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New Polls on the War

The latest New York Times/CBS News poll brings moderately positive news about public attitudes toward the war in Iraq. For the raw results, click here. For the Times write-up, click here.

The percentage of the public saying that invading Iraq was the correct decision has risen slightly. Forty-two percent now say it was the right thing to do, while 51 percent say we should have stayed out. That’s a shift from the May poll that had found only 35 percent in support of the invasion and 61 percent claiming it was a mistake. In addition, the public assessment of how well things are going in Iraq has turned slightly more upbeat. While only 3 percent think that things are going “very well” (up from 2 percent), 29 percent now think things are going “somewhat well,” a six-point increase from the previous poll. At the same time, the percentage of those saying things are going “very badly” has fallen from 45 percent to 35 percent—a whopping 10-point decline.

It would be a mistake to read too much into these results. It is not, by any stretch, evidence that the public has turned in favor of the war effort. But it is an indication that public sentiment remains a bit unsettled, and that positive news from the front—of the kind we have been hearing increasingly in the past couple of months—can have some impact on the public’s views.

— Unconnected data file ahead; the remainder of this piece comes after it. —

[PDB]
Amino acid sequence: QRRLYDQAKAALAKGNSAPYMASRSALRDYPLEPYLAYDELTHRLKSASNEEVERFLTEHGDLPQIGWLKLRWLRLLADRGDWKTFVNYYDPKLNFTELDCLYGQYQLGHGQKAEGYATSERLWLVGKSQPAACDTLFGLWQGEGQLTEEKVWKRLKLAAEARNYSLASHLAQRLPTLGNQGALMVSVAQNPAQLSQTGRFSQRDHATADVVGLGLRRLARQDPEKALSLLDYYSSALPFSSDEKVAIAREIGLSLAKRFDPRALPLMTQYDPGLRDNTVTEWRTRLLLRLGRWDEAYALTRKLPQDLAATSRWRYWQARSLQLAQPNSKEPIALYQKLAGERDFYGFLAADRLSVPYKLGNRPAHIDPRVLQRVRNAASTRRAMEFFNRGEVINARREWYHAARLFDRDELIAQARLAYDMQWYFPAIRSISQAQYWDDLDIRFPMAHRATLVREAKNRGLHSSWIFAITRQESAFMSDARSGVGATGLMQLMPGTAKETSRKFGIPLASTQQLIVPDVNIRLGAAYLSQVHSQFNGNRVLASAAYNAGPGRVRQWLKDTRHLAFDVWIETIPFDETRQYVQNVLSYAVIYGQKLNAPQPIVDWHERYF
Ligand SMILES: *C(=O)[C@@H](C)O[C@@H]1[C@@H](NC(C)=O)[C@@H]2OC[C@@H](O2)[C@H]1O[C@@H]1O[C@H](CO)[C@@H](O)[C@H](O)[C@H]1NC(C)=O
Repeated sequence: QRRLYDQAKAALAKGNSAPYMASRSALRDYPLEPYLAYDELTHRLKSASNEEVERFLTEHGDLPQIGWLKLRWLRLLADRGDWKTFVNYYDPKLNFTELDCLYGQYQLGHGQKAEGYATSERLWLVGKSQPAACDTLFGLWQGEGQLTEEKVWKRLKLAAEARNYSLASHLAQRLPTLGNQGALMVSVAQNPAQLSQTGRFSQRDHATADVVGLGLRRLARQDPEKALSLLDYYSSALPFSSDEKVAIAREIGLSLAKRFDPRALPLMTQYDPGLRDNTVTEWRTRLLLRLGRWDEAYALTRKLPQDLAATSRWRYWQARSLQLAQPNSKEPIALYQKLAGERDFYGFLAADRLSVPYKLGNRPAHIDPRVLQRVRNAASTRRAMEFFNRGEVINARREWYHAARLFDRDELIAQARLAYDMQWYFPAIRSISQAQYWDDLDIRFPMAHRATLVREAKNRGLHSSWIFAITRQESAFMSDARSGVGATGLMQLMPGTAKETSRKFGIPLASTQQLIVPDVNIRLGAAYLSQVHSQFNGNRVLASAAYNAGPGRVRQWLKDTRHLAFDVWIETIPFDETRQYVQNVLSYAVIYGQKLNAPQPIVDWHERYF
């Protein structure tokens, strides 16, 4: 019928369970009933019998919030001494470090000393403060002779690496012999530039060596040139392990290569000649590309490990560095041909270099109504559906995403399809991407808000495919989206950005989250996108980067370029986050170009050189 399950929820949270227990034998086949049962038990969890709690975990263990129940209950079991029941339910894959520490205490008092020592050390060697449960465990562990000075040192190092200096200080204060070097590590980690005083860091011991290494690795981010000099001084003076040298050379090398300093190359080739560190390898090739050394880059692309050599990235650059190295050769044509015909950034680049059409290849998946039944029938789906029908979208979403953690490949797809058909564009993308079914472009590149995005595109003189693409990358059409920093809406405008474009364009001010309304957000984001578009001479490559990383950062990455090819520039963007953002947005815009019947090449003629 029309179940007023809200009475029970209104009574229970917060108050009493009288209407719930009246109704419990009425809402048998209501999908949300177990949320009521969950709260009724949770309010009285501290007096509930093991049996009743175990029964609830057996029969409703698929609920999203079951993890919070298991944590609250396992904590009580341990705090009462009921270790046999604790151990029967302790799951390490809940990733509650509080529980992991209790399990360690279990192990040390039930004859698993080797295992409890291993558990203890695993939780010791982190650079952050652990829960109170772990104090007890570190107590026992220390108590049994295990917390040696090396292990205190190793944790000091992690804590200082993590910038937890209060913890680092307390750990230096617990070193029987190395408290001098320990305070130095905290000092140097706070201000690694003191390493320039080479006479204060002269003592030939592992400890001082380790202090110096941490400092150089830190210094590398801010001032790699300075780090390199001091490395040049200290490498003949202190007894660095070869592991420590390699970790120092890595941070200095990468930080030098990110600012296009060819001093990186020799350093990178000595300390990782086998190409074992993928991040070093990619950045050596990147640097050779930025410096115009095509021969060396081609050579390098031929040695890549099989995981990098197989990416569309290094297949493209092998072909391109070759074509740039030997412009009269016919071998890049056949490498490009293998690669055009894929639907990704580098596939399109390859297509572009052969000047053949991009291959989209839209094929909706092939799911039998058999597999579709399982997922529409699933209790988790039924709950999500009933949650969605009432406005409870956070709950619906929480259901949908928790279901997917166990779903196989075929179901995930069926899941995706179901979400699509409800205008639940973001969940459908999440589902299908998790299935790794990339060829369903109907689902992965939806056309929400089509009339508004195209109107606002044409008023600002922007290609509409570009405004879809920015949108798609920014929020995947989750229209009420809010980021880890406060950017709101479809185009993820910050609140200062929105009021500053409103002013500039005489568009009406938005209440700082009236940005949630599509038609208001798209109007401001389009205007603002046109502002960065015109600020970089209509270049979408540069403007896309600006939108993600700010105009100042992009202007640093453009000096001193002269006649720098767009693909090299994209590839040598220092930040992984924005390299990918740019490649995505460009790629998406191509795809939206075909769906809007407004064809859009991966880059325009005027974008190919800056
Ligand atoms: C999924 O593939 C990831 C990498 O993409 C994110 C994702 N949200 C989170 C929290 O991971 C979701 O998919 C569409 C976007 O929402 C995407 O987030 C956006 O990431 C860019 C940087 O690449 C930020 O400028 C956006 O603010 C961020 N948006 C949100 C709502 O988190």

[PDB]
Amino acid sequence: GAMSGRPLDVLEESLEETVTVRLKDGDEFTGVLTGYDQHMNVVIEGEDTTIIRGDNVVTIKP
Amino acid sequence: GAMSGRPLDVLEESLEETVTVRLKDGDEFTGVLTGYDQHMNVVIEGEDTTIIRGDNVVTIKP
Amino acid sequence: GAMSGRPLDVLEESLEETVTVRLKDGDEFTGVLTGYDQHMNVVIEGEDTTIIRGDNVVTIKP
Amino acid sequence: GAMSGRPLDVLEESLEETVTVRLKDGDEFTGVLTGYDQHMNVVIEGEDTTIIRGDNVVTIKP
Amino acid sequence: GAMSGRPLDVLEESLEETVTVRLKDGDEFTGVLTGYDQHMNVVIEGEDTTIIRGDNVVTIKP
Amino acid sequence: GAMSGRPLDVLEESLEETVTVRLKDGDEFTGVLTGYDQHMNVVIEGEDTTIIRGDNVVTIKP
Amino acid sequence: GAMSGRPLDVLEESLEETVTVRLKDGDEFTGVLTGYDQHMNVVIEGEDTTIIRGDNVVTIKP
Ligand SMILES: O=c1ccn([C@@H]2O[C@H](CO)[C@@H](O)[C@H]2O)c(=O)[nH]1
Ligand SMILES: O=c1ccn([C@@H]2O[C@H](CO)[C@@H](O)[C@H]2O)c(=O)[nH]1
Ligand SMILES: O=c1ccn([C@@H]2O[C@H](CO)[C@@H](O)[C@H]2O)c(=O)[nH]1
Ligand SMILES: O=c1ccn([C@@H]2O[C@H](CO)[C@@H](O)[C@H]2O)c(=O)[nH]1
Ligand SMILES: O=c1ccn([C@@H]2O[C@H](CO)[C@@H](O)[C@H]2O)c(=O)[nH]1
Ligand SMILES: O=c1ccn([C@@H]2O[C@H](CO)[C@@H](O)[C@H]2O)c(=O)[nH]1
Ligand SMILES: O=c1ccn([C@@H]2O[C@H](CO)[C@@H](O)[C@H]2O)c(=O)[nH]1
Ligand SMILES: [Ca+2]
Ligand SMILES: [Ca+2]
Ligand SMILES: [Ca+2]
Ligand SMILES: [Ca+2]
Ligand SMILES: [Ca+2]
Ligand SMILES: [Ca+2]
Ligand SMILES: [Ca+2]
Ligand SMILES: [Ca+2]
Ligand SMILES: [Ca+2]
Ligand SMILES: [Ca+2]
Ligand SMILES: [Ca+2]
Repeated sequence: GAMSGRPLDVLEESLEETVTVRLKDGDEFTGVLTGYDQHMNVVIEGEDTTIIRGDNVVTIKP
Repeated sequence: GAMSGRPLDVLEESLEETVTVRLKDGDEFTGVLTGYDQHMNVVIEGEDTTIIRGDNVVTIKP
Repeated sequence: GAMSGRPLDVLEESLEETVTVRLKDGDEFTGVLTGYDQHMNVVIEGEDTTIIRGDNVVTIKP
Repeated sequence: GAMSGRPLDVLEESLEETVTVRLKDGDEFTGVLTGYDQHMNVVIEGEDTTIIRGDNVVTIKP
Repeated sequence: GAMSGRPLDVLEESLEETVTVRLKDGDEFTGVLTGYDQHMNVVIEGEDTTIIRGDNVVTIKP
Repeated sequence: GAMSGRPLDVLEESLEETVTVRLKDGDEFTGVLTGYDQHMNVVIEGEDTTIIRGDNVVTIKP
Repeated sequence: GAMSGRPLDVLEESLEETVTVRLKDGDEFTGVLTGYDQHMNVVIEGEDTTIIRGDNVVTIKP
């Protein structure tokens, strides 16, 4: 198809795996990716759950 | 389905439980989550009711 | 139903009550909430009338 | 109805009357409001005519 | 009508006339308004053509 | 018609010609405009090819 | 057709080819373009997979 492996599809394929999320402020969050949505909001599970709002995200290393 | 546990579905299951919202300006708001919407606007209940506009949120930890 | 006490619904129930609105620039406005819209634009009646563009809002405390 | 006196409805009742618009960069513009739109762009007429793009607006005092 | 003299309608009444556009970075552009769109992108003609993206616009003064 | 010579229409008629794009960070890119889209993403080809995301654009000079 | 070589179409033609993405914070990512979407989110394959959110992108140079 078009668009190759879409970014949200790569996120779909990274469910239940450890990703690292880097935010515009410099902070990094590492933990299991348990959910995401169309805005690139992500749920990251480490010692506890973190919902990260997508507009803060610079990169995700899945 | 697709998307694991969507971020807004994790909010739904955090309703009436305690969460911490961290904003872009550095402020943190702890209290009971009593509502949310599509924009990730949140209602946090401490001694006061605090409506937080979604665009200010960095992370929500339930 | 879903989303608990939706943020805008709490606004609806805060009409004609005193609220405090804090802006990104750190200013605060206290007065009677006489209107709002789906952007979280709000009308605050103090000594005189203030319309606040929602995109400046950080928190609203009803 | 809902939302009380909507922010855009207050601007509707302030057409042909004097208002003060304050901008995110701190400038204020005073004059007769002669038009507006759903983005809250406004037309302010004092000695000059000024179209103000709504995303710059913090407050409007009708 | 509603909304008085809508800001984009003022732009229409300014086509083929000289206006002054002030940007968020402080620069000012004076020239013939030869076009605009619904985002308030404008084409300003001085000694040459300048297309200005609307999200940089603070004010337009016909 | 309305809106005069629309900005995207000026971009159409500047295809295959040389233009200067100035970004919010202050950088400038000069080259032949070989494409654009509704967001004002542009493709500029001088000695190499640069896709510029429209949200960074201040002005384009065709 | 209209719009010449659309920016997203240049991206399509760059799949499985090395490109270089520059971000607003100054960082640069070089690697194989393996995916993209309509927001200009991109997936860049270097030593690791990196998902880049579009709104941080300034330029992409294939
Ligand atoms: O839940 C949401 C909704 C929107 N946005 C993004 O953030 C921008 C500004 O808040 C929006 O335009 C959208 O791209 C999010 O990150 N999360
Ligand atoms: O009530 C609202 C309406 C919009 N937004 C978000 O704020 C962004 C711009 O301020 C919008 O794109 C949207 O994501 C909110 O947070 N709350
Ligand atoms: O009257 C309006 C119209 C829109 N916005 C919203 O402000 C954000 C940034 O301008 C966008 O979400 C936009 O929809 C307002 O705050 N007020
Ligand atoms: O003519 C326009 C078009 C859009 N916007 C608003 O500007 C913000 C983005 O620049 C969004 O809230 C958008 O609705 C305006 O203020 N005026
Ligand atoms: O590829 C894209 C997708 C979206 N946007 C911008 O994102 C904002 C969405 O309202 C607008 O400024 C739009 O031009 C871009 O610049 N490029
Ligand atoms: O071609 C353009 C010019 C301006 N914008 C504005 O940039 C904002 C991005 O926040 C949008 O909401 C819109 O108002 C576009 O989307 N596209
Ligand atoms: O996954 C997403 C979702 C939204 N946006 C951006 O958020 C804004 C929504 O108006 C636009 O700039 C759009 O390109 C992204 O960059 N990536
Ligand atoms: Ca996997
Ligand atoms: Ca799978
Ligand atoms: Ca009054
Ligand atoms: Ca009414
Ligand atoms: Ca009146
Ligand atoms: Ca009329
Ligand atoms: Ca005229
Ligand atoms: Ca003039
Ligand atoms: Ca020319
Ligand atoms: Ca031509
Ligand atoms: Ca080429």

Moreover, a new Washington Post/ABC News poll suggests that most Americans, while in favor of withdrawal, are not demanding a complete pullout. I found these findings, buried deep in the Post article, interesting:

About six in 10 said forces should be withdrawn to avoid further casualties, even if civil order is not restored, and 56 percent want to decrease the forces in Iraq. Both figures are at new highs, but few Republicans agree with either position.

Even among Democrats, there is no consensus about the timing of any troop withdrawal. While three-quarters want to decrease the number of troops in Iraq, only a third advocate a complete, immediate withdrawal. There is even less support for that option among independents (15 percent) and Republicans (6 percent).

If I had to sum up these findings, I would say that, while antiwar forces are still winning the battle for public opinion, an information surge is allowing supporters of the war effort to gain some ground. Whether they can consolidate and even expand these gains remains to be seen. That will turn on how much success American forces have over the next few months. But the war on the home front is not irretrievably lost.